Thus, it is the variety of seal designs and components that enable the variety of solutions for the diversity of application requirements.
Split Seals is a subset of dynamic mechanical seals where the seal consists of circumferential segments that are assembled around a shaft in the field which is required by difficulty and cost of removing the shaft to put a conventional seal in place.
These seals come in two flavors – Liquid and Gas seals.
As you can imagine a liquid split seal is more complicated and involves far more components but are an evolution of the dynamic mechanical seal discussed above.
Gas split seals are simpler in design using less components and almost exclusively utilize a carbon graphite material which is generally stationary and rubs against the shaft. It is critical that the material is self-lubricating and not gall, erode, or gouge the shaft.
Such seals are commonly used in gas turbine and compressor applications serving the industrial, energy generation, and aerospace markets. Shown below are a variety of Halo™ split seal carbon graphite components produced from proprietary materials by St. Marys Carbon.
Labyrinth Seals are actually two seals in one, both of which are satisfied by a carbon graphite ring. This ring has grooves machined on either the ID or OD (depending on the OEM’s design) which when rotation occurs air is channeled in the grooves and present a barrier to axial gas movement, this is the first and primary sealing mechanism.
The second mechanism is if the rotating shaft should deviate from its intended centerline the shaft will make contact with the carbon graphite material which is purposely selected to not gouge or damage the shaft.
These are most often used in high temperature environments including aerospace applications. This application is illustrated below.
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Reciprocating pistons are commonly used to compress gas. Pistons require thin cross section rings which ride in piston grooves and are oversized and compressed when assembled so they will spring outward and seal against the cylinder in which the piston is reciprocating.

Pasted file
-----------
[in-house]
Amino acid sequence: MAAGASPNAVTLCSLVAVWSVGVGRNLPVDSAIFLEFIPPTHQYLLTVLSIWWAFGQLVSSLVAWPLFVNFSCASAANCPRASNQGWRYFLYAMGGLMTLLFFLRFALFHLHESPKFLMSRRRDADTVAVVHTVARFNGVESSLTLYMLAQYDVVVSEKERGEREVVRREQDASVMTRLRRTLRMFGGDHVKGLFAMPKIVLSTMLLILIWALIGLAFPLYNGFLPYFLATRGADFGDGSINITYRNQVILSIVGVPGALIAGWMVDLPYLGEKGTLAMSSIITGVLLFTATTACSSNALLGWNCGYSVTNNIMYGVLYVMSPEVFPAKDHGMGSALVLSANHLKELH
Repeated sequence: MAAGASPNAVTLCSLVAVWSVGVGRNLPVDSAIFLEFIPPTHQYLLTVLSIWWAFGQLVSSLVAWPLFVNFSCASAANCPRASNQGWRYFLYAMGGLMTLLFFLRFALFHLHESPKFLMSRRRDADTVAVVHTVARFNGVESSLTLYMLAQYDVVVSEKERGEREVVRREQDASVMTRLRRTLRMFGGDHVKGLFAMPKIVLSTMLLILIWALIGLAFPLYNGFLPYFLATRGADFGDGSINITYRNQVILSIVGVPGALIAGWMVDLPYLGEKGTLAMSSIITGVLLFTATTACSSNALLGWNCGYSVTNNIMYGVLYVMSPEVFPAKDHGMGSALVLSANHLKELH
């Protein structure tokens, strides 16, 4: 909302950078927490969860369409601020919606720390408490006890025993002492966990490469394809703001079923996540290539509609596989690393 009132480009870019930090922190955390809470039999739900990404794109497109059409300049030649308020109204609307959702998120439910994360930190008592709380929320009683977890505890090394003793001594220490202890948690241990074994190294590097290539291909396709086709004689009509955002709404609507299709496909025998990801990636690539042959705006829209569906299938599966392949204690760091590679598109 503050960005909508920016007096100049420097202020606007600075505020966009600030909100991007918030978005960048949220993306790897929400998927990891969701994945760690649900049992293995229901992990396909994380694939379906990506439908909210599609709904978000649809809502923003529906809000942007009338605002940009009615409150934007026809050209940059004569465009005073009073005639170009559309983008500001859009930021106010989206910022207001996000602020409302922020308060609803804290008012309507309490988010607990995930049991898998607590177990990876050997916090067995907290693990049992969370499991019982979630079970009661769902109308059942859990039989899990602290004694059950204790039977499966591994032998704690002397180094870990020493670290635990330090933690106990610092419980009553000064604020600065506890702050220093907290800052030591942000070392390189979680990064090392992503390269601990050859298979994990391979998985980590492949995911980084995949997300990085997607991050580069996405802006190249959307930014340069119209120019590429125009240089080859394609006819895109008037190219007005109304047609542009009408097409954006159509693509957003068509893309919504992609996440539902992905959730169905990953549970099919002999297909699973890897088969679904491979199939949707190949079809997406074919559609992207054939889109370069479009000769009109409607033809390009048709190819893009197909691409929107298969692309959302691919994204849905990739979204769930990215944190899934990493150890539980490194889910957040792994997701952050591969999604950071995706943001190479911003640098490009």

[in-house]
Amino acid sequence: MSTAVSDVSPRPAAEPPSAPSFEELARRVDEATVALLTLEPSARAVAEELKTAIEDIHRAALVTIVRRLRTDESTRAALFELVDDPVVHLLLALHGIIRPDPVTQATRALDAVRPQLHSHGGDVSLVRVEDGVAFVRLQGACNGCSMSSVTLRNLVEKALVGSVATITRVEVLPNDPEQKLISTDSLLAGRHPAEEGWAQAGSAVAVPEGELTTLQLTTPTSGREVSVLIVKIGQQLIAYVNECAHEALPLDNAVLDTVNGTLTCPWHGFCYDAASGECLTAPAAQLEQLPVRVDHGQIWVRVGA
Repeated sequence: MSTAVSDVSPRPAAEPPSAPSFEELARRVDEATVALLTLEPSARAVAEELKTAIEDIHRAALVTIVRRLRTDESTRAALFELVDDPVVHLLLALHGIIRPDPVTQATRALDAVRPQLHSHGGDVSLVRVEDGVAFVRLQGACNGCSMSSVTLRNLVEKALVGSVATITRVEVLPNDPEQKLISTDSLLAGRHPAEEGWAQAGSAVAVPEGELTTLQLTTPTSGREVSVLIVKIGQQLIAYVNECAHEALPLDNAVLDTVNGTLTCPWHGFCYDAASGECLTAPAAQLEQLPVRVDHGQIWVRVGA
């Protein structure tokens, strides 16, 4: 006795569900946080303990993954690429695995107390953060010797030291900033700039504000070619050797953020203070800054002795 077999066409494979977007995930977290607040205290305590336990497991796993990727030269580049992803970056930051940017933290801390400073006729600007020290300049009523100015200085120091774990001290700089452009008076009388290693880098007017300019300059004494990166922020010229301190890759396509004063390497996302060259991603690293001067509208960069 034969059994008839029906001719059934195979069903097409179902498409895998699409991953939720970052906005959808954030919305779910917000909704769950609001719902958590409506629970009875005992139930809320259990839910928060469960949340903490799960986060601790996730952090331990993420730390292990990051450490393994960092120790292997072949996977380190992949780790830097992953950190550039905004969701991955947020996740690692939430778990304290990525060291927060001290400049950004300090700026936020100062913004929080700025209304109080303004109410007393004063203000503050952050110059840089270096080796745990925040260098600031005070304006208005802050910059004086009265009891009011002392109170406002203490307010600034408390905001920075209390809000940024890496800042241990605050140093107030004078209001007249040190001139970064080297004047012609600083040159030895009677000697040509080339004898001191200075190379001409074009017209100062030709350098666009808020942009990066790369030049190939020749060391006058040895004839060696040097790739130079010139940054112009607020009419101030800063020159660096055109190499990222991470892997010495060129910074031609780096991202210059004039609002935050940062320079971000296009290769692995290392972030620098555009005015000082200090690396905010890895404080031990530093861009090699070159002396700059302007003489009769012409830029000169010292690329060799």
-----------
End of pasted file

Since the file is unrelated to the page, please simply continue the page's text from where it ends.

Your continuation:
In conventional combustion engine applications metal piston rings are used. However, for high temperature applications that also require a self-lubricating piston ring carbon graphite is the material of choice.
Rotary Joints are required when fluid flows to and from equipment that is also in motion. This is common for steam heating and heat transfer fluids used for heating such as hot oil heating systems. This a ubiquitous requirement for the paper industry.
A rotary joint typically consists of a metal convex spherical fitting which will mechanically seal against a concave spherical fitting typically produced from a carbon graphite material. These materials are self-lubricating and will not gall or scrape the more expensive and more difficult to replace metal face. The carbon fits into a metal holder and so is relatively easily replace when disassembled which hopefully is only performed during preventative maintenance scheduled shut-downs.
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Gas Seals have been developed for a broad temperature range and very high-pressure applications with high shaft speeds.
This technology relies on proprietary shallow groove patterns in the rotor which bring in a gas film of only a few microns to separate the rotor and stator and provide the lubrication and prevent the two faces from making contact as in many cases both are hard face materials and contact would be catastrophic.
The pictures below illustrate how this technology is applied.